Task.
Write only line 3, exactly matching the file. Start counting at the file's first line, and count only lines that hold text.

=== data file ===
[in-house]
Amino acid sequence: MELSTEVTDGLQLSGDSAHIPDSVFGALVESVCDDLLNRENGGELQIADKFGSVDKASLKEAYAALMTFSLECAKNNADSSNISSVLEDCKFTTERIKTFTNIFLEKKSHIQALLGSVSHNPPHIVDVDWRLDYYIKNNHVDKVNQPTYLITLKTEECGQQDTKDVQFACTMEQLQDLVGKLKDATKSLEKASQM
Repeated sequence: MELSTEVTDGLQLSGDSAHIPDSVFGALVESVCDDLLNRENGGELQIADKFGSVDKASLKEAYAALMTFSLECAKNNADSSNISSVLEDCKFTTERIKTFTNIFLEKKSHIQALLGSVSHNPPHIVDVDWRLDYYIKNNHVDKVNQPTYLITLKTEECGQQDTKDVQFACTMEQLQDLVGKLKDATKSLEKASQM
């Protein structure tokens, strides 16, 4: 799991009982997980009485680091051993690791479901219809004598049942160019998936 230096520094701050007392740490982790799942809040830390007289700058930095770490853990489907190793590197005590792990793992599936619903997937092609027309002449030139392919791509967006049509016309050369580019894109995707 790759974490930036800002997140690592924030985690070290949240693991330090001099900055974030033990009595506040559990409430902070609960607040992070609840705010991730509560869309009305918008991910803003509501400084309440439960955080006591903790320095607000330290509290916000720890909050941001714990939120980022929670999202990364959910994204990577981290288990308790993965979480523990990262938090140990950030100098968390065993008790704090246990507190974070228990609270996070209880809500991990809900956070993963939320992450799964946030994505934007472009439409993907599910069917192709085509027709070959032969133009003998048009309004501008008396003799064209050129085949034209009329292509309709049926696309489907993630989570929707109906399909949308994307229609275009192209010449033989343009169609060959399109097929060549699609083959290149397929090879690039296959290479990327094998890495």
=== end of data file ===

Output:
Repeated sequence: MELSTEVTDGLQLSGDSAHIPDSVFGALVESVCDDLLNRENGGELQIADKFGSVDKASLKEAYAALMTFSLECAKNNADSSNISSVLEDCKFTTERIKTFTNIFLEKKSHIQALLGSVSHNPPHIVDVDWRLDYYIKNNHVDKVNQPTYLITLKTEECGQQDTKDVQFACTMEQLQDLVGKLKDATKSLEKASQM